I'm always looking for ways to download data from the internet into R. Though I prefer to host and access plain-text data sets (CSV is my personal favourite) from GitHub (see my short paper on the topic) sometimes it's convenient to get data stored on Dropbox.
There has been a change in the way Dropbox URLs work and I just added some functionality to the repmis R package. So I though that I'ld write a quick post on how to directly download data from Dropbox into R.
The download method is different depending on whether or not your plain-text data is in a Dropbox Public folder or not.
Dropbox Public Folder
Dropbox is trying to do away with its public folders. New users need to actively create a Public folder. Regardless, sometimes you may want to download data from one. It used to be that files in Public folders were accessible through non-secure (http) URLs. It's easy to download these into R, just use the
read.table command, where the URL is the file name. Dropbox recently changed Public links to be secure (https) URLs. These cannot be accessed with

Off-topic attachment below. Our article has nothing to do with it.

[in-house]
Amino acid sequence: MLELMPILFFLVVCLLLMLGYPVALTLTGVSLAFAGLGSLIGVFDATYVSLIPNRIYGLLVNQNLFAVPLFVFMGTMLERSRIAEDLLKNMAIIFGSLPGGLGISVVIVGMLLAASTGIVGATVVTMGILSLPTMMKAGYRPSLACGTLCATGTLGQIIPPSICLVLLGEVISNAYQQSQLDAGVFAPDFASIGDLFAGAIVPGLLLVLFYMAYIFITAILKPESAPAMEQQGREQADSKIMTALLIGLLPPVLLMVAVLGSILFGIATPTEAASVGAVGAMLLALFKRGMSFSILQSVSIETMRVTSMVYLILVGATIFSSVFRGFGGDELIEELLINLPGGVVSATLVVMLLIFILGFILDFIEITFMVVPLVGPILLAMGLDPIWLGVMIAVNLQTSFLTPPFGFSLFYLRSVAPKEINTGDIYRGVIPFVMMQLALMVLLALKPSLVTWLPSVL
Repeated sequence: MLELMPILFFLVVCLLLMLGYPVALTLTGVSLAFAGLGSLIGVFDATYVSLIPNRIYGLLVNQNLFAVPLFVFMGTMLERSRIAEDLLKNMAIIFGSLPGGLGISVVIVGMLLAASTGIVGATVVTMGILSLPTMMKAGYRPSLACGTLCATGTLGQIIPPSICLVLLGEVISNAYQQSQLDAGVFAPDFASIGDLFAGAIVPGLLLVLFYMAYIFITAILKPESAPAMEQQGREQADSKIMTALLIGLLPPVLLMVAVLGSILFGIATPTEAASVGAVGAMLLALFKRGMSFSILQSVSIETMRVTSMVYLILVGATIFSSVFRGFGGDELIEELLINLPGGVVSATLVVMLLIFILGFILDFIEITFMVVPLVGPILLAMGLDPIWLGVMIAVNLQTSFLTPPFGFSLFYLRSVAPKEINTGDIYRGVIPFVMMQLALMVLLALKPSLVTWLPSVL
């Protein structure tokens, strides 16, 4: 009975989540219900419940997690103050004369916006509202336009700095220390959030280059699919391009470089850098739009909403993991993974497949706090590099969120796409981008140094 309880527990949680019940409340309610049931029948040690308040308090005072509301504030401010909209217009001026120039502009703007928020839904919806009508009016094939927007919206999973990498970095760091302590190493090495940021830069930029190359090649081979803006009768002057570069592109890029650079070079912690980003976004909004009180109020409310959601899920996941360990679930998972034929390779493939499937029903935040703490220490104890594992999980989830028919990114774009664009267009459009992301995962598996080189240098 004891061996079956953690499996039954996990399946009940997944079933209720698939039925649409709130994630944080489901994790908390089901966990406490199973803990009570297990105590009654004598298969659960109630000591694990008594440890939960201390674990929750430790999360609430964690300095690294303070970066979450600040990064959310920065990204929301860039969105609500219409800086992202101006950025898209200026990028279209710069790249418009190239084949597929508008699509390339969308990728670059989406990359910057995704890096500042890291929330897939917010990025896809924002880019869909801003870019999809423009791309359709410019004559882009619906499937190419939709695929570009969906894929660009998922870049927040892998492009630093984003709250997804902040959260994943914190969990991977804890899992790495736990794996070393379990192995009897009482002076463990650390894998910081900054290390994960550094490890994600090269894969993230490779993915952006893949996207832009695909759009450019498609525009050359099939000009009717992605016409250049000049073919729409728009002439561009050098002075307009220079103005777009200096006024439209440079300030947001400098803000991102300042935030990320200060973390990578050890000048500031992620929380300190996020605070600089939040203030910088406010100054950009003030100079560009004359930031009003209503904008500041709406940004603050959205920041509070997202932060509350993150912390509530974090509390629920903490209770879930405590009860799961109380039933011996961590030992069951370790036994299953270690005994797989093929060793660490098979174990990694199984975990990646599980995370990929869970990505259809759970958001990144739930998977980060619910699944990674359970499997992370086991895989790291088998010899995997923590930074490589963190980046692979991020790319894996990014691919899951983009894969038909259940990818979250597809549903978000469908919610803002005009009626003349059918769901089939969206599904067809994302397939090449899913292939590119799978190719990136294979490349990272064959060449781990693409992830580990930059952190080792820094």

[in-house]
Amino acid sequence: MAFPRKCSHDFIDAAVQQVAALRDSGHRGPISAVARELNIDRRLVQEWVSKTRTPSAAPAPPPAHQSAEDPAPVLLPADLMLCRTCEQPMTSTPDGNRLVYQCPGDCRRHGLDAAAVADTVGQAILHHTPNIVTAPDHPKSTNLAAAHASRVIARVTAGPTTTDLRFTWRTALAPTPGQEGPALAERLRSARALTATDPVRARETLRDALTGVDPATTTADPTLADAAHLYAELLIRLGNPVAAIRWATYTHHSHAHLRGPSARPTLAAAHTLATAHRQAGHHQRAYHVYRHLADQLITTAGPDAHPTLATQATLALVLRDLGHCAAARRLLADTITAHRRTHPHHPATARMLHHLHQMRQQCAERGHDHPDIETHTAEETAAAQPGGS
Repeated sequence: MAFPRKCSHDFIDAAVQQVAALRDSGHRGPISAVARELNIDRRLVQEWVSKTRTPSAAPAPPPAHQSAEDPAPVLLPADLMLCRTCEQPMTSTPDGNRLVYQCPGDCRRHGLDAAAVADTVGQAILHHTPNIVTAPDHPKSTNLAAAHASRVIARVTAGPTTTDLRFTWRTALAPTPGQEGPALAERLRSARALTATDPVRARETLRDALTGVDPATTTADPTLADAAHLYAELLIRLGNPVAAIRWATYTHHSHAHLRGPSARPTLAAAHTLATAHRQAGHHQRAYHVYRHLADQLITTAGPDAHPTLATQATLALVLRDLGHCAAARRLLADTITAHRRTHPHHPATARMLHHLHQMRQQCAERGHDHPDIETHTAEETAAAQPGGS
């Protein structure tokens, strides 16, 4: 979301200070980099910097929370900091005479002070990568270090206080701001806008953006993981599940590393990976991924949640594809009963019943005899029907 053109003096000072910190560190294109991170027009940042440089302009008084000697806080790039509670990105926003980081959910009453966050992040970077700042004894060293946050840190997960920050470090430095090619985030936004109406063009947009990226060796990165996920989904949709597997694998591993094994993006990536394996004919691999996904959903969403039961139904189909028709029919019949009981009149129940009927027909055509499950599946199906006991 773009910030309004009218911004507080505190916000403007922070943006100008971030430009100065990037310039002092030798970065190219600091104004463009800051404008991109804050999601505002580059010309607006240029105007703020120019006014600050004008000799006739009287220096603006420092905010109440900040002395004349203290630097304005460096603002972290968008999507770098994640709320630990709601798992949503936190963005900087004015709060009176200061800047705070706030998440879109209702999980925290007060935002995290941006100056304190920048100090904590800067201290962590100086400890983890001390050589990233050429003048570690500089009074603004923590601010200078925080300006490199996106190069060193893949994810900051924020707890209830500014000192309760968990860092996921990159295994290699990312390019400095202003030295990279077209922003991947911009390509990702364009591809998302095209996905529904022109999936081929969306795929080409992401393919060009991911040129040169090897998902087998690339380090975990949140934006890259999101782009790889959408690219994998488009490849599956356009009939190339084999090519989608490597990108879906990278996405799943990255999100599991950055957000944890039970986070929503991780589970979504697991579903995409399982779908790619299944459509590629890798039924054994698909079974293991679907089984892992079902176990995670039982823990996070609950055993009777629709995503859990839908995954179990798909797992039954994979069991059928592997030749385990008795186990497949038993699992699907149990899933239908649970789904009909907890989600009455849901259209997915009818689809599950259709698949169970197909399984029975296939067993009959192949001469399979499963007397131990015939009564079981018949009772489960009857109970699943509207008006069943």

Instead you need can use the
source_data command from repmis:
FinURL <- paste0("https://dl.dropbox.com/u/12581470/code/Replicability_code/Fin_Trans_Replication_Journal/Data/public.fin.msm.model.csv
# Download data
FinRegulatorData <- repmis::source_data(FinURL,
sep = ",",
header = TRUE)
Non-Public Dropbox Folders
Getting data from a non-Public folder into R was a trickier. When you click on a Dropbox-based file's Share Link button you are taken to a secure URL, but not for the file itself. The Dropbox webpage you're taken to is filled with lots of other Dropbox information. I used to think that accessing a plain-text data file embedded in one of these webpages would require some tricky web scrapping. Luckily, today I ran across this blog post by Kay Cichini.
With some modifications I was able to easily create a function that could download data from non-Public Dropbox folders. The
source_DropboxData command is in the most recent version of repmis (v0.2.4) is the result. All you need to know is the name of the file you want to download and its Dropbox key. You can find both of these things in the URL for the webpage that appears when you click on
Share Link. Here is an example:
The file name is at the very end (
fin_research_note.csv) and the key is the string of letters and numbers in the middle (
exh4iobbm2p5p1v). Now we have all of the information we need for
FinDataFull <- repmis::source_DropboxData("fin_research_note.csv",
sep = ",",
header = TRUE)